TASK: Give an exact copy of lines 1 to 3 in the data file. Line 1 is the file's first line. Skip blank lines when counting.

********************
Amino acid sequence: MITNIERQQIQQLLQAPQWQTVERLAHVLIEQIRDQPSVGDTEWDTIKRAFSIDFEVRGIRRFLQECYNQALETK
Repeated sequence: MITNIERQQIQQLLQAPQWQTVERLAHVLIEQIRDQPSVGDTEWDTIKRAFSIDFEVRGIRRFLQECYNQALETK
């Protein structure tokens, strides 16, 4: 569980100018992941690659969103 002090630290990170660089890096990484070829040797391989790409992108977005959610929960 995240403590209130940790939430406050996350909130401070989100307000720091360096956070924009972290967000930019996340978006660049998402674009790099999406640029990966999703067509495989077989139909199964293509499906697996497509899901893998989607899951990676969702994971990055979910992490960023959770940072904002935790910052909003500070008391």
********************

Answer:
Amino acid sequence: MITNIERQQIQQLLQAPQWQTVERLAHVLIEQIRDQPSVGDTEWDTIKRAFSIDFEVRGIRRFLQECYNQALETK
Repeated sequence: MITNIERQQIQQLLQAPQWQTVERLAHVLIEQIRDQPSVGDTEWDTIKRAFSIDFEVRGIRRFLQECYNQALETK
């Protein structure tokens, strides 16, 4: 569980100018992941690659969103 002090630290990170660089890096990484070829040797391989790409992108977005959610929960 995240403590209130940790939430406050996350909130401070989100307000720091360096956070924009972290967000930019996340978006660049998402674009790099999406640029990966999703067509495989077989139909199964293509499906697996497509899901893998989607899951990676969702994971990055979910992490960023959770940072904002935790910052909003500070008391």